These books are not against theory, far from it. The argument that Marxism has the best tools for understanding social movements is well made in a number of places. And more sophisticated models of consciousness are suggested. But this doesn’t get us beyond an essentially analytical role for radicals.
The crucial thing is that no one takes the step of arguing for the active, organised development of a clear class consciousness inside the movement as a necessary step in the development of an effective leadership. This is actually what Marxism is about. The result is that the ideas of Cox and Nilsen and others that support this spontaneity goes effectively unchallenged and both books pretty much ignore the enormous body of Marxism dedicated to working out how a conscious, organised network of collaborating socialists can be developed.
The revolution won’t be spontaneous
There are lots of reasons why this is a big mistake. First of all it’s fatal to ignore the uneven way in which consciousness changes. It is a very hopeful sign that so many of the new movements have taken up radical critiques. But even in the most apparently radical social movements and even at a time of social crisis, different ideas co-exist. Some people will believe the system needs to be taken apart and replaced, others that it can be reformed. And some people will hold elements of both ideas in their heads simultaneously.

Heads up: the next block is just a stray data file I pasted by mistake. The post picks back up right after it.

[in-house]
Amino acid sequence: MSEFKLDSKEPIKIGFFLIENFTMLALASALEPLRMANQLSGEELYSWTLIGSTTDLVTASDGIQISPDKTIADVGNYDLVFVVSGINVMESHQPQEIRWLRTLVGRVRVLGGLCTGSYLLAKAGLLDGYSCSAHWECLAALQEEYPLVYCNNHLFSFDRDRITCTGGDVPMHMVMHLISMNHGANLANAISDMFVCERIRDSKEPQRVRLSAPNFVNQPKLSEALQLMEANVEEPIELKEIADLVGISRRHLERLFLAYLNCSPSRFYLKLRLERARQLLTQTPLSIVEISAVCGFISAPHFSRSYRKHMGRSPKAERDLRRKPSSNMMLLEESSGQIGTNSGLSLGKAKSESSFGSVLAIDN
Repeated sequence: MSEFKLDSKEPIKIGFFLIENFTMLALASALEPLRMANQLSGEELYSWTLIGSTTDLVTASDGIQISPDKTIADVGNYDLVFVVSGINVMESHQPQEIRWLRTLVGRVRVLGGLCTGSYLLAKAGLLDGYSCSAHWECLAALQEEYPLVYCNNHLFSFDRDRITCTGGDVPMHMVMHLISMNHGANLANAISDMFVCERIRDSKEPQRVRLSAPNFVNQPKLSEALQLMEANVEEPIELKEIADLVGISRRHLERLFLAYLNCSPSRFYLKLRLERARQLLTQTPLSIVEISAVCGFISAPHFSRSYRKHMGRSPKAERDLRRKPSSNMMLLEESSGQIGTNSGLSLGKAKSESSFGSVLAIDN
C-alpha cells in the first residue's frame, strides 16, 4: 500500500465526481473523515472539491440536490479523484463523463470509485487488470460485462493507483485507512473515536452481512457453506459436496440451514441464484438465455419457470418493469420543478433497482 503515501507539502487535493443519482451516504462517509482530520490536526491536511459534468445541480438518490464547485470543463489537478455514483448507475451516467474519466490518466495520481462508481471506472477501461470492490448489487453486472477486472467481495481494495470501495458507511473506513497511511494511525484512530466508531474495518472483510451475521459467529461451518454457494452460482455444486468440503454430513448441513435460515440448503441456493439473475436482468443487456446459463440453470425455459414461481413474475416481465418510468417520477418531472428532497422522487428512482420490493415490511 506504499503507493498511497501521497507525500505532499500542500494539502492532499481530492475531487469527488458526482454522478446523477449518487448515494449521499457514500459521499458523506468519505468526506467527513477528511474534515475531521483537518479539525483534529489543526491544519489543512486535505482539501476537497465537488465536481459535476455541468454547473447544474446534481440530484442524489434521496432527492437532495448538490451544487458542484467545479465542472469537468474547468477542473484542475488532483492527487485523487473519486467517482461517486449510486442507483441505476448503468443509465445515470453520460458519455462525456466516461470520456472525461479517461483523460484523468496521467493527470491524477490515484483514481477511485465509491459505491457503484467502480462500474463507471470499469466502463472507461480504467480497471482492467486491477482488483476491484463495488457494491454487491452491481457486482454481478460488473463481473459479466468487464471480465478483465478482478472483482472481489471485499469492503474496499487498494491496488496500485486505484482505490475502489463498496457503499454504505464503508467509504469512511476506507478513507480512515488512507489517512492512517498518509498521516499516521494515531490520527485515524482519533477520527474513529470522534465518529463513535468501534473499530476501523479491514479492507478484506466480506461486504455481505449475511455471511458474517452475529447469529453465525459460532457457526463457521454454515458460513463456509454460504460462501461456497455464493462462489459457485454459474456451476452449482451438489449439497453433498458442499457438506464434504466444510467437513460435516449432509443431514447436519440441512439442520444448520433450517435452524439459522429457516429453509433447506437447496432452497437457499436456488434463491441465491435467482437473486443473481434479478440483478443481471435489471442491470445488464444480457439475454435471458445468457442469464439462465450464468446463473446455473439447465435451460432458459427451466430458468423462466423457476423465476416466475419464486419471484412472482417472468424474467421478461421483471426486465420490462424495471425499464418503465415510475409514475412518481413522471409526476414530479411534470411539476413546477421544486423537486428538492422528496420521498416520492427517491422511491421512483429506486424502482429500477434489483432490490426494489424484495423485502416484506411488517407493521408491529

In a way, this is how it should be, because amongst other things, movements serve the purpose of mobilising first-timers and they inevitably bring mixed ideas with them.
Unless they have this understanding of movements, activists can make the opposite mistake of thinking that what is needed is a pure, radical movement. This threatens isolation and frustration, as some involved in Occupy and the student movements have found recently at different times.
More generally, the unevenness in the wider movements will be reinforced by moderate or reformist leaders and organisations who will try and limit the movement’s radicalism. If reformists are trying to resolve the unevenness in the direction of moderation, revolutionaries need to try and convince people of the need for more militant, more concerted action. To do that, they need their own organisation working within the movements.